Film/TV » Film Features

One Night With You

True love travels on a gravel road in the third Before film.


Before Midnight opens with a familiar two-person, walking-and-talking scene. But, pointedly, the first couple we see here isn't Celine and Jesse, the duo played by Julie Delpy and Ethan Hawke whom filmmaker Richard Linklater has now depicted in three films.

Instead, it's Jesse and Hank (Seamus Davey-Fitzpatrick), Jesse's middle-school-aged son from a different relationship, whom Jesse is reluctantly putting on a plane back home to the boy's mother after a summer together.

For fans of this series, it's a disorienting opener. For most of the 185 minutes across 1995's Before Sunrise and 2004's Before Sunset, Celine and Jesse were on the screen together, their cinematic world near inviolate: Rarely did others impinge on their time together.

But Linklater and his writer/actor collaborators Delpy and Hawke let the audience know from the very beginning of this third installment that things have changed. This time, there are intruders in their midst. Life has grown more complicated.

Before Sunrise introduced Celine and Jesse at the outset of their 20s — two college students on holiday who meet on a train to Vienna and end up spending a night together exploring the city, making a pact before parting the next morning to meet at the train station again in six months.

Before Sunset caught up with them nine years later, as they were embarking on their 30s, the prior appointment never kept. There, Jesse has written a novel inspired by the first encounter and is in Paris on a press tour. Celine emerges after his final event to confront him, and, with only an hour or so before Jesse has to catch a flight out of the city, they go for a walk to reconnect.

Before Midnight tracks the fruits of that reconnection: Another nine years later, entering their 40s — "these middle years," as one character calls them, now looming — Celine and Jesse are finally a real couple, living in Paris after a spell in New York, with twin daughters and too-occasional visits from Hank, who resides with Jesse's ex back in Chicago.

In Before Sunset, the audience experienced the reconnection under roughly the same time constraints as the characters, getting swept up in the rush of people who hadn't seen each other in a decade with now too little time to catch up. This time, however, there's a decade of joint off-screen history between Celine and Jesse, and it's the audience that's catching up. As a result, this third film is more about familiarity than discovery, as Celine and Jesse traverse the Greek countryside during one mundane but momentous day and night at the tail end of a vacation.

If both earlier films were radiant in their way, this time — as the title suggests — Linklater, Delpy, and Hawke are working in darker hues. The film is still rich with talk — natural and searching rather than the movies' usual polished and snappy — but the tone has veered into "scenes from a marriage" territory. Courageously, Before Midnight declines to merely repeat past pleasures.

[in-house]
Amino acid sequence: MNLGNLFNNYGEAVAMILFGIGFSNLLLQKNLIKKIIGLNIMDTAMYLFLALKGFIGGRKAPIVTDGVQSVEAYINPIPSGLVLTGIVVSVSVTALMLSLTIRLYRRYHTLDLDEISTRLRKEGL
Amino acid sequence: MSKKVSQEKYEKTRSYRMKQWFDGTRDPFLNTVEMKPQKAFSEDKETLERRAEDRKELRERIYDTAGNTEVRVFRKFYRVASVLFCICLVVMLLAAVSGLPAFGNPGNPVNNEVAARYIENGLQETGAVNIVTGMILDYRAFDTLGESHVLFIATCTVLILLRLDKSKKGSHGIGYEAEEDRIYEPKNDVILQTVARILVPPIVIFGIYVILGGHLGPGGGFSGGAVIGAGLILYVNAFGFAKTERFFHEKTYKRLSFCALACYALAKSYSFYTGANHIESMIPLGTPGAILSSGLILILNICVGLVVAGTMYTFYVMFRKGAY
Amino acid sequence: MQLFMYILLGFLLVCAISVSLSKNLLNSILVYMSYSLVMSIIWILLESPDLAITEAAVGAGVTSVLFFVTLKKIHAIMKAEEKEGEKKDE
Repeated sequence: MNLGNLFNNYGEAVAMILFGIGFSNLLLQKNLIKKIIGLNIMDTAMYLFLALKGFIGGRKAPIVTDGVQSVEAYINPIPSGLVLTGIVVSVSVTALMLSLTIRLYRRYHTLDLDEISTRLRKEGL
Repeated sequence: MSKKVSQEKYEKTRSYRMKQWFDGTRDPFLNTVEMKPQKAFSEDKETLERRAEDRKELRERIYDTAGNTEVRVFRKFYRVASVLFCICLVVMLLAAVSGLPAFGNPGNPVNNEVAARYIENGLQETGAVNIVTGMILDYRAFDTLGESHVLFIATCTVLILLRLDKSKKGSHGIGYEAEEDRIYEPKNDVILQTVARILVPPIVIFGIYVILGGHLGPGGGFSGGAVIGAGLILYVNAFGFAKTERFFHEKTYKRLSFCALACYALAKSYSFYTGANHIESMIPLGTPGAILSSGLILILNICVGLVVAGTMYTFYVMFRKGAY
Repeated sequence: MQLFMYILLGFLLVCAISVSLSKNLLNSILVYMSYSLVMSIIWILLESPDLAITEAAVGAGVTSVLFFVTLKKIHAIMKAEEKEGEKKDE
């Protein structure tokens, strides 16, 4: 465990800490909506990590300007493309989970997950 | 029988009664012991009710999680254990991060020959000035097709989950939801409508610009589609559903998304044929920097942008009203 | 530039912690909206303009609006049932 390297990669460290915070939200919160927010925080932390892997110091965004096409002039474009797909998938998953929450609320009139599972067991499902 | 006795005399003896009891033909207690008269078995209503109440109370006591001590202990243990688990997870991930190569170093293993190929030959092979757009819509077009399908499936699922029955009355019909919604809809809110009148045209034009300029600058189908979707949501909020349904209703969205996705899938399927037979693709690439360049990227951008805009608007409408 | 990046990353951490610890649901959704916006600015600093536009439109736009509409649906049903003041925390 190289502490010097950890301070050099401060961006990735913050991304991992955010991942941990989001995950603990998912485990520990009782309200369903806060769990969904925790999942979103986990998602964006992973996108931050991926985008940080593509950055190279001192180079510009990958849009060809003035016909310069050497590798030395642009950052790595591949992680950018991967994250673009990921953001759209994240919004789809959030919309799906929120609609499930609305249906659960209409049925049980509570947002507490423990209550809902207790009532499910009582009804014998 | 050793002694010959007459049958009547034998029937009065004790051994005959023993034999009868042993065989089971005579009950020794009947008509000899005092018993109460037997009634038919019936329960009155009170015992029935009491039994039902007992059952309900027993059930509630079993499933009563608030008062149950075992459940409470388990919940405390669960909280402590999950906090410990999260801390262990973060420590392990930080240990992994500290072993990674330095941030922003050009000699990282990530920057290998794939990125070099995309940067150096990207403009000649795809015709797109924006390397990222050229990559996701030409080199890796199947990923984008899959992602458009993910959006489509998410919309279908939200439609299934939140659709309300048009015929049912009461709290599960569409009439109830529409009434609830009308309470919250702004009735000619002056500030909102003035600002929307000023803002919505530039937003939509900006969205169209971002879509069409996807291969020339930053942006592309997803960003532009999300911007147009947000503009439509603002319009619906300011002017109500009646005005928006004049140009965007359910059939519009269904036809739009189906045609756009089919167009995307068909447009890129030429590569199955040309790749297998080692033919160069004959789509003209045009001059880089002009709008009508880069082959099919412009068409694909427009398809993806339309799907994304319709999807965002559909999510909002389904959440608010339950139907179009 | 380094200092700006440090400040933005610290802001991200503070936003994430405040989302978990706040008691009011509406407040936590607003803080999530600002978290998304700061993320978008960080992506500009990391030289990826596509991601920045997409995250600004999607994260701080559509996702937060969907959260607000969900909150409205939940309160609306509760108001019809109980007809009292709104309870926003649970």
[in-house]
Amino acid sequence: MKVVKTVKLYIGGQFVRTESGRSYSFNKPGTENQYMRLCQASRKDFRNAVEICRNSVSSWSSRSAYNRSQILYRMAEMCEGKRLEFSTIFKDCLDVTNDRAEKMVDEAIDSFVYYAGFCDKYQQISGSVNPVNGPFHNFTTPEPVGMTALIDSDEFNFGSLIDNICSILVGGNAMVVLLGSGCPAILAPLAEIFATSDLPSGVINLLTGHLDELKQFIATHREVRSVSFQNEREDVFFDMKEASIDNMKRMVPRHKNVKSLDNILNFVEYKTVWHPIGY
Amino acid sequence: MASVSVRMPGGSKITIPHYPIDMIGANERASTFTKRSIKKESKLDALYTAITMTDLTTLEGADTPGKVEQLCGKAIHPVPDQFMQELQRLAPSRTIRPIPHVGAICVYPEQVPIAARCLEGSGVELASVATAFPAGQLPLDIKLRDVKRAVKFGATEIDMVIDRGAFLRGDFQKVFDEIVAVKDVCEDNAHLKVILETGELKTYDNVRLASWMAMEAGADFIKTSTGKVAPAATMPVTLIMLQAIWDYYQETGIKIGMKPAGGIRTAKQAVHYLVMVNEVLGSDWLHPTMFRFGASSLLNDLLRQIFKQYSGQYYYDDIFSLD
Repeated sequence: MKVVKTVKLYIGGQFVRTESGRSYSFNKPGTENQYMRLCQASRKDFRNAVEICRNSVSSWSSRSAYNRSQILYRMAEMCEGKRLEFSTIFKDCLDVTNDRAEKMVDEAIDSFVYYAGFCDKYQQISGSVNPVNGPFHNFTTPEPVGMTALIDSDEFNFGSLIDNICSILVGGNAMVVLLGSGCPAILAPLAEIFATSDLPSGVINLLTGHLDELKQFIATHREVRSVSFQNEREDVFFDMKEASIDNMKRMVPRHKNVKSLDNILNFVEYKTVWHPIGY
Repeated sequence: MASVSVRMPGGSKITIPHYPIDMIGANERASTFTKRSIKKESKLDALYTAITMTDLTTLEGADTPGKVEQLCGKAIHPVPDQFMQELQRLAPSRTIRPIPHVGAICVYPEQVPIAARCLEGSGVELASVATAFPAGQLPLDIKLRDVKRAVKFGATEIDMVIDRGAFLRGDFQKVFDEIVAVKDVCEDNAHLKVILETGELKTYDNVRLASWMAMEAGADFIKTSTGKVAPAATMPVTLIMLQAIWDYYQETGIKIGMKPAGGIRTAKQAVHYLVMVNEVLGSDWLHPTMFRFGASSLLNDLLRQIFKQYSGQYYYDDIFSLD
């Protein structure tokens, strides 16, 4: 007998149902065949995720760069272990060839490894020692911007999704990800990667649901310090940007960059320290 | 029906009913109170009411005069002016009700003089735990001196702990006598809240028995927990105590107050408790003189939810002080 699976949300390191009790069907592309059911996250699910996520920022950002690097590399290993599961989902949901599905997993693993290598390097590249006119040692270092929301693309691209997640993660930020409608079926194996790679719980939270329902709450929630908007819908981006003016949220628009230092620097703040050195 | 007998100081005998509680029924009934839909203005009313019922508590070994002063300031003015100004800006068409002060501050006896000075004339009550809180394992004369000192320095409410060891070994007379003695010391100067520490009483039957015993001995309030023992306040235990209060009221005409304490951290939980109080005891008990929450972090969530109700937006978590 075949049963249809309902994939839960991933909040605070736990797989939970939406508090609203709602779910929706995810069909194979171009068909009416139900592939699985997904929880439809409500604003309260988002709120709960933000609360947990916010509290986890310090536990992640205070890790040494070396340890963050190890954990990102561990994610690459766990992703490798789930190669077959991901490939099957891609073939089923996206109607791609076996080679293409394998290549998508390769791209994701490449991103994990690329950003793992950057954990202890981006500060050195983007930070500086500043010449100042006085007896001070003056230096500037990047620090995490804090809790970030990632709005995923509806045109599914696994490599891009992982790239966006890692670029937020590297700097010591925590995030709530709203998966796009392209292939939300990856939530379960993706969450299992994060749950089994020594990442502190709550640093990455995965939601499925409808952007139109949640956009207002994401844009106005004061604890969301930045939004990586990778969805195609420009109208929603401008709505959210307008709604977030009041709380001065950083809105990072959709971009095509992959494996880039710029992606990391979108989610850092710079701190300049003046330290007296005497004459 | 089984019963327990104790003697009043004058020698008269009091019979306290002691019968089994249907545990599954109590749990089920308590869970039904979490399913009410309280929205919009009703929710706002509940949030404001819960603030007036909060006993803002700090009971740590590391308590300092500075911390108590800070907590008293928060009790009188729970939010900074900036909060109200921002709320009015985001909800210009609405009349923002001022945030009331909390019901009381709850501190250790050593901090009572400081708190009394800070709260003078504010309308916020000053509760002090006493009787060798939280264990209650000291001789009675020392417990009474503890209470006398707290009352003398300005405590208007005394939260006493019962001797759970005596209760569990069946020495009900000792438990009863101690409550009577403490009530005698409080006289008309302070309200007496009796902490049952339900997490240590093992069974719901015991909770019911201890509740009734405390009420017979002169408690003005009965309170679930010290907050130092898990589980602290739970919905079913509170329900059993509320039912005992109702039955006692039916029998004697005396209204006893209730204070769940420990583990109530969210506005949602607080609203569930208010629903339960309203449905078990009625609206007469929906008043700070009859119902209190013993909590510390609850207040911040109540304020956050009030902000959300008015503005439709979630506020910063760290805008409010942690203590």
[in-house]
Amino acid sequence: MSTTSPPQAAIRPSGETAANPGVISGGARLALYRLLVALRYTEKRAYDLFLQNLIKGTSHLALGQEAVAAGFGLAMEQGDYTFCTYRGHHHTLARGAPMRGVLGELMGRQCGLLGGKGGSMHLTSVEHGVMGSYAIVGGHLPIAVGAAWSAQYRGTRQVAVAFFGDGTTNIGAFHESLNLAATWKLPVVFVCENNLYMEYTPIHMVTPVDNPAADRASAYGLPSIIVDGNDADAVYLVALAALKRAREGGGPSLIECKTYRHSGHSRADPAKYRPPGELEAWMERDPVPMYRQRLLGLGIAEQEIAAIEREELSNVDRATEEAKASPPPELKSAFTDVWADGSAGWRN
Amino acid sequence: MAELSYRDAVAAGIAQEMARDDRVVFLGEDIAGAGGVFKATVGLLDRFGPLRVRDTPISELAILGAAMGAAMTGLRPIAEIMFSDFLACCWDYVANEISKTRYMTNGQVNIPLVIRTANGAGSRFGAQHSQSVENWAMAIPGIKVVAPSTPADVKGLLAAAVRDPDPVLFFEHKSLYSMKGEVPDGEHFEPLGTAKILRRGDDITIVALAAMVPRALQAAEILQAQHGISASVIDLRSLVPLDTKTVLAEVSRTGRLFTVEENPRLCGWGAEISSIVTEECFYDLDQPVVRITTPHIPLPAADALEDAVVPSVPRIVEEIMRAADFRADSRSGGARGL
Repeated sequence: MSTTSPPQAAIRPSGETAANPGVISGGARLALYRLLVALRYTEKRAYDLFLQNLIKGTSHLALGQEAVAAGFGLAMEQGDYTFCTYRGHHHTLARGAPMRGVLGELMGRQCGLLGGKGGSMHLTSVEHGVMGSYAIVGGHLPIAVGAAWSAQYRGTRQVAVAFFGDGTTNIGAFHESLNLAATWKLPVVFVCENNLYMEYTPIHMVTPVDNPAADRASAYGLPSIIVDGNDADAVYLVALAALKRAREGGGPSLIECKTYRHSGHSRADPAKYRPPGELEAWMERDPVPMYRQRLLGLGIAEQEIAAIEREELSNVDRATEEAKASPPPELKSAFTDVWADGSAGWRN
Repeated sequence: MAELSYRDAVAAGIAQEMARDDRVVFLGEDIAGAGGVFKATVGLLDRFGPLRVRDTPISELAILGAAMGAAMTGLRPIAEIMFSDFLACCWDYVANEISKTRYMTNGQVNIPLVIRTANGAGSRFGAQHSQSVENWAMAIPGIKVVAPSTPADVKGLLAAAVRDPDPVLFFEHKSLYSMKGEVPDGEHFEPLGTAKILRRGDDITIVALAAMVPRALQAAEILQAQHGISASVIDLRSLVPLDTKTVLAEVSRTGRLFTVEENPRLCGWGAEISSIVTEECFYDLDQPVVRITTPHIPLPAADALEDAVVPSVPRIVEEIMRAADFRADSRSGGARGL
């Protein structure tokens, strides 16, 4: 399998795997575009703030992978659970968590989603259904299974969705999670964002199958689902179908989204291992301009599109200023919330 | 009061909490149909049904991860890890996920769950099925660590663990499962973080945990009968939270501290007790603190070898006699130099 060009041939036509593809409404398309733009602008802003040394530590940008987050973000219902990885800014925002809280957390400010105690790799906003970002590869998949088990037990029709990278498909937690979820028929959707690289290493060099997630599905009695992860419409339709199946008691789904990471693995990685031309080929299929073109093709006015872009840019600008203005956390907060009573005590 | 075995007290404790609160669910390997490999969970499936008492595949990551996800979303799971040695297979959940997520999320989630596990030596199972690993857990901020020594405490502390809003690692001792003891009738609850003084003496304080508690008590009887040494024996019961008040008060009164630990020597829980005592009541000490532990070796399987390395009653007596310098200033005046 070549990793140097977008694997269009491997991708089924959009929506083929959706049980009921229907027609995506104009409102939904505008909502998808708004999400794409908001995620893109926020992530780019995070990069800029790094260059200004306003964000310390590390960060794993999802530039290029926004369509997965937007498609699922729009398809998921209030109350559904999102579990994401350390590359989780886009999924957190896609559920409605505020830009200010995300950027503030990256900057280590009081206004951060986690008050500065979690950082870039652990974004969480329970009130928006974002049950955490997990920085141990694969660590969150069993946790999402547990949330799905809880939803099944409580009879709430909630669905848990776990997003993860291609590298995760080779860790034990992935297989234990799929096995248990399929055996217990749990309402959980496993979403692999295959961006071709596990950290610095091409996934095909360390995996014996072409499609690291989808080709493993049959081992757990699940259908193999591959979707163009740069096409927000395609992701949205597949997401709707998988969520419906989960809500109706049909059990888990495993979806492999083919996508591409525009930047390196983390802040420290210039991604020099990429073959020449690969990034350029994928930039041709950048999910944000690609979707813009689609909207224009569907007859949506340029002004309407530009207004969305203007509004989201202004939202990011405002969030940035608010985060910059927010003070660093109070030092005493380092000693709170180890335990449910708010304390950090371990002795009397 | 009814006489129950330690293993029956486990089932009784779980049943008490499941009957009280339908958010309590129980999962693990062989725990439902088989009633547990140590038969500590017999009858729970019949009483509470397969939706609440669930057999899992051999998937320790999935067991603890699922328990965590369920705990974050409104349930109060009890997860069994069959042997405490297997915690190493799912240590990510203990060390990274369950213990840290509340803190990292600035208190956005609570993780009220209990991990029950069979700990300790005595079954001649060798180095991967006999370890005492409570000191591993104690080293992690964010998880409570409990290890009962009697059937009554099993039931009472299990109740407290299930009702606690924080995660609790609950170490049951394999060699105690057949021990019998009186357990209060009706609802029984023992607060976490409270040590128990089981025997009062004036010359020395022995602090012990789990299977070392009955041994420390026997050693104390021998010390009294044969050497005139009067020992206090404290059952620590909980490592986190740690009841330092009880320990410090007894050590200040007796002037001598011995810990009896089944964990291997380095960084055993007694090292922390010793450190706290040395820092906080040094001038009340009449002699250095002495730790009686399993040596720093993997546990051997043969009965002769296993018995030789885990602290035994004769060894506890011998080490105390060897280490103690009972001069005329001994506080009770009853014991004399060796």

After saying goodbye to Hank, Celine and Jesse drive, with their daughters, back to the home of an acquaintance with whom they've been staying, enjoy a meal with their hosts, and then alight together to a seaside hotel friends have arranged for them as a gift (along with the necessary babysitting accompaniment). This day-and-night structure is divided into eight conversational set pieces, four of them lengthy Delpy/Hawke tours de force. But the meal scene, which presents four couples — one younger than Celine and Jesse, one older, one their contemporaries — who represent different relationship stages, provides crucial testimony in a film that's essentially about the difficulties and limits of romantic love as you age.

Before Midnight works differently from its predecessors. It doesn't have the freshness or romance of Before Sunrise. And it lacks the near-real-time immediacy of the wondrous Before Sunset. This thornier film may ultimately be deeper and more affecting. But it's also difficult to imagine seeing Before Midnight without having seen the prior films — or wanting to — because these small films amount to one of the grand endeavors in modern moviemaking.

Celine and Jesse explain their personal backstory to their Greek companions — and, by extension, to the film audience. But these films work in concert. Each enriches the others, across the now 18-year, three-film continuum. Before Midnight had me with an early, melancholy tracking shot out of the airport that introduces Celine. It's a moment both beautiful and devastating and wouldn't mean much without an investment in the earlier films.

And so it is with the chemistry between Celine and Jesse, Delpy and Hawke. He's still the fabulist of the pair, prone to performance, at once more cynical and more romantic. She's more practically minded, more earnest and committed. Before Midnight shows these commingled personalities evolving, at times into agonizingly fraught territory.

But, as with its predecessors, this talky film's biggest depth charges come in silence. Before, it was in the listening booth of a Vienna record store or in a limousine in Paris, stealing glances. Here it's an outdoor cafe two-top on the Mediterranean, trembling at a portentous sunset or gazing into the abyss of the "one hell of a night we're about to have."

Before Midnight
Opening Friday, June 14th
Ridgeway Four, Malco Cordova

Keep the Flyer Free!

Always independent, always free (never a paywall),
the Memphis Flyer is your source for the best in local news and information.

Now we want to expand and enhance our work.
That's why we're asking you to join us as a Frequent Flyer member.

You'll get membership perks (find out more about those here) and help us continue to deliver the independent journalism you've come to expect.

Add a comment